Middle East & North Africa
- After meeting President Trump on Friday, UK PM Theresa May was in Turkey for trade and defense talks with Turkish president Recep Tayyip Erdogan. Among the discussions was the inking of a deal for the $125 million to help Turkey build its new TF-X fighter jet. BAE Systems will collaborate with Turkish Aerospace Industries (TAI) on the program and it is hoped by London that it will be the first of many defense deals with Ankara. The deal has been criticized by human rights organizations, citing Erdogan’s recent crackdown and alleged human rights abuses.
- Israel and the US have completed a fifth series of tests on the David’s Sling missile defense system. The Israel Missile Defense Organization (IMDO) and US Missile Defense Agency (MDA) collaboration was tested at the Yanat Sea Range in Israel, with the system’s Stunner interceptors successfully engaging its targets. The David’s Sling project is for defense against large-caliber rockets and short-range ballistic missiles.
- The Serbian government is being gifted eight MiG-29 fighters as well as two Buk air-defense systems from Belarus. While the delivery of the systems are on a no-pay basis, Belgrade will have to pay overhaul and modernization costs for the aging machinery. Bi-lateral talks between both governments are also underway for the purchase of the P and V variants of the S-300 long-range missile defense system, currently owned by Belarus.
- Airbus has signed a $37.5 million one-year lease extension with the German military for its Heron 1 UAV. Used by the German military as a reconnaissance drone in Afghanistan, the Heron 1 has been active in combating Taliban insurgents since 2010, which will now be extended until February next year. Airbus DS Airborne Solutions operates the Heron 1 aircraft system in a consortium with the manufacturer, Israel Aerospace Industries.
- India’s quest for new carrier-borne fighter jets has kicked off, with a Request for proposals (RFP) released for 57 aircraft. The 57-page RFP outlines significant parameters such as air defense, surface strike, reconnaissance and electronic warfare capabilities, as well as the ability to to fly further via buddy refueling. Indigenous offerings have been ruled out with likely contenders to be Boeing’s F/A-18E/F Super Hornet, Dassault’s Rafale M and the MiG-29K.
- New Delhi is also looking at boosting air-defense capabilities and is currently soliciting for vendors to supply approximately 200 missiles for their 2K12 self propelled air defense system. India is working closely with Russian industry to extend the range of the BrahMos supersonic cruise missile. Based on Russia’s P-800 Oniks (Yakhont) cruise missile, the BrahMos can be launched via vessels, submarines, aircraft, and on land.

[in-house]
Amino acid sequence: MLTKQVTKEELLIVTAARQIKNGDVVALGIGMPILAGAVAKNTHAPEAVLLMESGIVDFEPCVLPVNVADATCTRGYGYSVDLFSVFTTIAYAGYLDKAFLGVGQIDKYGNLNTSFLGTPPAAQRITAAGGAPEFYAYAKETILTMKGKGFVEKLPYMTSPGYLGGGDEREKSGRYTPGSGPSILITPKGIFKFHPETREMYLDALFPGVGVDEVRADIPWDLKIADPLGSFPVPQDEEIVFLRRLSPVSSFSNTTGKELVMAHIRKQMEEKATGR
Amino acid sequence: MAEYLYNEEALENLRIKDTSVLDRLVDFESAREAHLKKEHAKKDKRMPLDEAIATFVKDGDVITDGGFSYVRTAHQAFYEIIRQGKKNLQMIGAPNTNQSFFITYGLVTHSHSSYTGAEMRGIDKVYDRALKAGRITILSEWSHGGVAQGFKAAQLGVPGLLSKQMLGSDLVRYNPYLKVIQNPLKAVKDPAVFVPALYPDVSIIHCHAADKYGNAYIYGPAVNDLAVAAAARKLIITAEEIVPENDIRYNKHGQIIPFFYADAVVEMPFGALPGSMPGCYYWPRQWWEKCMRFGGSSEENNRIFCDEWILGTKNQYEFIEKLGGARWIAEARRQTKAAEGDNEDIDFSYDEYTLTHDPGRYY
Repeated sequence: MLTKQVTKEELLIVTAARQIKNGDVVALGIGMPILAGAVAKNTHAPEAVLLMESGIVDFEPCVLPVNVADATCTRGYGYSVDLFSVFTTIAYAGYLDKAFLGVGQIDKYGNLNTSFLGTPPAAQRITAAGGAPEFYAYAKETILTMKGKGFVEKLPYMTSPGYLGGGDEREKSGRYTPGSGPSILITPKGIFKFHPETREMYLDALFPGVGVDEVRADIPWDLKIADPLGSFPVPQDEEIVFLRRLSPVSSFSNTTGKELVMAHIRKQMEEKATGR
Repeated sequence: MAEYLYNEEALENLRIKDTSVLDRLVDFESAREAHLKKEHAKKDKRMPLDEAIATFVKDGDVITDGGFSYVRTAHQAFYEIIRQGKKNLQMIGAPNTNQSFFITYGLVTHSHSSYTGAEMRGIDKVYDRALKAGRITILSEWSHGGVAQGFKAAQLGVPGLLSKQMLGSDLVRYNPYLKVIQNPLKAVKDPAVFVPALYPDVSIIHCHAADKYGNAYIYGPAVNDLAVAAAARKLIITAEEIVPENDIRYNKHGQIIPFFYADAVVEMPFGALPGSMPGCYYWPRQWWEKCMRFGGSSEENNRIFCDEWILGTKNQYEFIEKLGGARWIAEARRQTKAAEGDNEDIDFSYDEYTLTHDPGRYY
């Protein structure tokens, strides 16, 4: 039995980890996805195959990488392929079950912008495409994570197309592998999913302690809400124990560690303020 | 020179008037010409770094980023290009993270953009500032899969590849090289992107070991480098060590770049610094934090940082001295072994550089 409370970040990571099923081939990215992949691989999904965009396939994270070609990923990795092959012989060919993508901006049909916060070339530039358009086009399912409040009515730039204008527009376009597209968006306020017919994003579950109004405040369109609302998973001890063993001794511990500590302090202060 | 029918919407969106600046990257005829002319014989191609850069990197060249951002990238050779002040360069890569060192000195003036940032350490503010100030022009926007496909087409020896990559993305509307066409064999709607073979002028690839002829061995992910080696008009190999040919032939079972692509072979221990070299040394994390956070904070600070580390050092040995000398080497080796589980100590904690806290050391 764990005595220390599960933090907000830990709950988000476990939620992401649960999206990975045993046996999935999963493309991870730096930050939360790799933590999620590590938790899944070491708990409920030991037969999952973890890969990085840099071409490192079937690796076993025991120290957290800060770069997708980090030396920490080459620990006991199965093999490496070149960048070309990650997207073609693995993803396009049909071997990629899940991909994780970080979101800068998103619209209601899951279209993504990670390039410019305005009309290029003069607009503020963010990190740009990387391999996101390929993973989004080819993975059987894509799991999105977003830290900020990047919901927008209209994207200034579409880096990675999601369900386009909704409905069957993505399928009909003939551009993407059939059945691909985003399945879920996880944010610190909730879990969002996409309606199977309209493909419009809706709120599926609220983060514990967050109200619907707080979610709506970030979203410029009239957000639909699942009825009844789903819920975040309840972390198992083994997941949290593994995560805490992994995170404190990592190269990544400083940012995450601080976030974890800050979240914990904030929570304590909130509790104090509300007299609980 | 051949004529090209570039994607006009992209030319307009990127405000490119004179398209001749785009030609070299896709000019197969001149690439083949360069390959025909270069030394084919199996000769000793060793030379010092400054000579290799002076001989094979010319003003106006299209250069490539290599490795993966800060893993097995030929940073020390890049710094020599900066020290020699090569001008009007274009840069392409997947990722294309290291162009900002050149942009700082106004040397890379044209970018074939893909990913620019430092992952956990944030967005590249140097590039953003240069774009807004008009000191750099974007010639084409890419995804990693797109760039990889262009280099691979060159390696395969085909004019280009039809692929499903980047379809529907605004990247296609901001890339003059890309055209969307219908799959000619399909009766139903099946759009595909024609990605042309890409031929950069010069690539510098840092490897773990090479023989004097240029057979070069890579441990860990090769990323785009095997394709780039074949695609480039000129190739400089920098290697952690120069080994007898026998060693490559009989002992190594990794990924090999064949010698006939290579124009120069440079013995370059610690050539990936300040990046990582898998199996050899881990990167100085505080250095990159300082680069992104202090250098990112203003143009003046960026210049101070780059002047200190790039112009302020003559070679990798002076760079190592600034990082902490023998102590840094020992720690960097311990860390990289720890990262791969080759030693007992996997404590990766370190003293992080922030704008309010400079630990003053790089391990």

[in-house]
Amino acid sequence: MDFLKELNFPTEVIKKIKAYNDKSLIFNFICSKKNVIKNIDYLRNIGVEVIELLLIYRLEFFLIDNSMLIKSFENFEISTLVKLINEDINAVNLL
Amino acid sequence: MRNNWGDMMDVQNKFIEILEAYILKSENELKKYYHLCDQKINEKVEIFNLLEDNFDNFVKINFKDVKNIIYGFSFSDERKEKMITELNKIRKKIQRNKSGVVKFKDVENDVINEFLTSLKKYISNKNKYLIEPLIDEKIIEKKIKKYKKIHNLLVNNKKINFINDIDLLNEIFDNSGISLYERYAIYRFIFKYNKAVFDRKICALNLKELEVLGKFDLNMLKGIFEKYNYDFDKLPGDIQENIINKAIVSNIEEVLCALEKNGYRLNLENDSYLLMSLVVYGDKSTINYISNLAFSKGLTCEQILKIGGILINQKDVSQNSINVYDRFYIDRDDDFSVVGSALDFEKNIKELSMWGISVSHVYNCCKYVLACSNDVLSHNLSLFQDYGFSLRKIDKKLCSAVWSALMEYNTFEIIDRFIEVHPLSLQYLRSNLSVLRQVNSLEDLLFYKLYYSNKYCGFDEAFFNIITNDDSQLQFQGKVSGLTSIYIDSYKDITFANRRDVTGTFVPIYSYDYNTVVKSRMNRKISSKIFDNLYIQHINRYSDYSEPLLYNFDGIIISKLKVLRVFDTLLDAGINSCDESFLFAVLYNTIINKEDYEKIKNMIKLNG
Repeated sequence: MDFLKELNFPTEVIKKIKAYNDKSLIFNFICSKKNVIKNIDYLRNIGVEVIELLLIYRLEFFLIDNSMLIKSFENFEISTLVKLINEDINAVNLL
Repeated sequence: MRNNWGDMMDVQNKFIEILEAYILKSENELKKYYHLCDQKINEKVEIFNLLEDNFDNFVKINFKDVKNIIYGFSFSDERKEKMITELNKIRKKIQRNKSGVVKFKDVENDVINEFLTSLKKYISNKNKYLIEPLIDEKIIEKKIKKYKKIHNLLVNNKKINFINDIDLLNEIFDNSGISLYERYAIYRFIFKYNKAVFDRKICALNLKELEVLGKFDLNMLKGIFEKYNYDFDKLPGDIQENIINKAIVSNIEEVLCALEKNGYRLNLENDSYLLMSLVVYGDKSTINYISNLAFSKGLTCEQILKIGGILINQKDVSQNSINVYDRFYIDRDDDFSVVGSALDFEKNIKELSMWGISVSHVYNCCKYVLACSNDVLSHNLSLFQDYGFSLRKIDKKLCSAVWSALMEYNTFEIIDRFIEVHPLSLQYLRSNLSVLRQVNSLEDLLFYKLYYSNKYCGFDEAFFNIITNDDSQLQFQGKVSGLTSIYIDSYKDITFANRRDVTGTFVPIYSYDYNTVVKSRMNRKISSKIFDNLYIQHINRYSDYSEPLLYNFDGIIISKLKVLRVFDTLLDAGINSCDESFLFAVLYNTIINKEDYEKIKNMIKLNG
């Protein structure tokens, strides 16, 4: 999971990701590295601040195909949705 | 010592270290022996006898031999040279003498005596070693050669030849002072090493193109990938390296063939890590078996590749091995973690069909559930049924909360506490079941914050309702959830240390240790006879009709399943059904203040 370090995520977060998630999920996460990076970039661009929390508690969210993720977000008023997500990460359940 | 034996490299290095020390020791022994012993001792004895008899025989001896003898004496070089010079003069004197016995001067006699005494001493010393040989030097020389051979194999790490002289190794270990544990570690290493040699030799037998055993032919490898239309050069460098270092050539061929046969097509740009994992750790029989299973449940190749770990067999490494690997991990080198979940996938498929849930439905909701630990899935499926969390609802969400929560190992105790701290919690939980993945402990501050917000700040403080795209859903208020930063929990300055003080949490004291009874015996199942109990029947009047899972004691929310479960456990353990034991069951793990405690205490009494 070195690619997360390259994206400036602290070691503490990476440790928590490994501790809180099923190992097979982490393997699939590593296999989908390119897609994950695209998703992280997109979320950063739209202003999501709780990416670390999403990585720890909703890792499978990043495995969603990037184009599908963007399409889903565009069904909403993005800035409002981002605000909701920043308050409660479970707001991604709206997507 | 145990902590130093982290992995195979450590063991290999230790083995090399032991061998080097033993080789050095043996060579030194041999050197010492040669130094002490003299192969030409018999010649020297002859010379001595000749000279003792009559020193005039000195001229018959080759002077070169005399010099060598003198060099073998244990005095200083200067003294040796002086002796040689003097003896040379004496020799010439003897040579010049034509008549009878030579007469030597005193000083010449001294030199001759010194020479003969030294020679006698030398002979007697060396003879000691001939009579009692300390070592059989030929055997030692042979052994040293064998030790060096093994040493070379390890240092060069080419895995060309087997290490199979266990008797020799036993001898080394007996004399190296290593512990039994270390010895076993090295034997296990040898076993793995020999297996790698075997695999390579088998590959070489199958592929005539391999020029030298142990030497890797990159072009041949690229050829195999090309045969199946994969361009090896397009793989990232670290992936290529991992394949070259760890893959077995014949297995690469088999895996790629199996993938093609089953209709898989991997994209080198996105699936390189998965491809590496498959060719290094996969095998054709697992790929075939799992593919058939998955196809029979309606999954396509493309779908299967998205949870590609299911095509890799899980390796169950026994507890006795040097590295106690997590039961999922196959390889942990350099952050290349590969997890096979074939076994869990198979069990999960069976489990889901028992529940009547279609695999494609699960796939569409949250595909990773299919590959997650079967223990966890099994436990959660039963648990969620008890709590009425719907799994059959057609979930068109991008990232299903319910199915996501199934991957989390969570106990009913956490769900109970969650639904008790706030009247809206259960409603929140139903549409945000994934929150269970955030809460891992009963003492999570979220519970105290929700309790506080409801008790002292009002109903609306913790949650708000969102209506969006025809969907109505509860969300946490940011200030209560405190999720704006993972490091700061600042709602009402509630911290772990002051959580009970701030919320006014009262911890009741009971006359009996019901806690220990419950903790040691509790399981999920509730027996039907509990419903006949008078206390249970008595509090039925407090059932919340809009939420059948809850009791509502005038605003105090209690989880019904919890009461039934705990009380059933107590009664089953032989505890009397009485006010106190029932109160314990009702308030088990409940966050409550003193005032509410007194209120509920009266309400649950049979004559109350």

Inside Russia’s Don-2N early warning radar site:
Jan 30, 2017 00:55 UTC
Boeing has won a $2.1 billion contract
for the provision of 15 KC-46
aerial refueling aircraft to the US Air Force. The contract, awarded on Friday, is in addition to the initial $4.2 billion contract awarded by the USAF to develop and test the aircraft, and an earlier $2.8 billion award for 19 planes. So far, the fixed-price contract has incurred cost-over runs of $2.4 billion, including a recent $201 million after-tax charge that Boeing announced on Wednesday.
KC-135: Old as the hills…
DID’s FOCUS articles cover major weapons acquisition programs – and no program is more important to the USAF than its aerial tanker fleet renewal. In January 2007, the big question was whether there would be a competition for the USA’s KC-X proposal, covering 175 production aircraft and 4 test platforms. The total cost is now estimated at $52 billion, but America’s aerial tanker fleet demands new planes to replace its KC-135s, whose most recent new delivery was in 1965. Otherwise, unpredictable age or fatigue issues, like the ones that grounded its F-15A-D fighters in 2008, could ground its aerial tankers – and with them, a substantial slice of the USA’s total airpower.
KC-Y and KC-Z buys are supposed to follow in subsequent decades, in order to replace 530 (195 active; ANG 251; Reserve 84) active tankers, as well as the USAF’s 59 heavy KC-10 tankers that were delivered from 1979-1987. Then again, fiscal and demographic realities may mean that the 179 plane KC-X buy is “it” for the USAF. Either way, the KC-X stakes were huge for all concerned.
In the end, it was Team Boeing’s KC-767 NexGen/ KC-46A (767 derivative) vs. EADS North America’s KC-45A (Airbus KC-30/A330-200 derivative), both within the Pentagon and in the halls of Congress. The financial and employment stakes guaranteed a huge political fight no matter which side won. After Airbus won in 2008, that fight ended up sinking and restarting the entire program. Three years later, Boeing won the recompete. Now, they have to deliver their KC-46A.
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Jan 27, 2017 00:58 UTC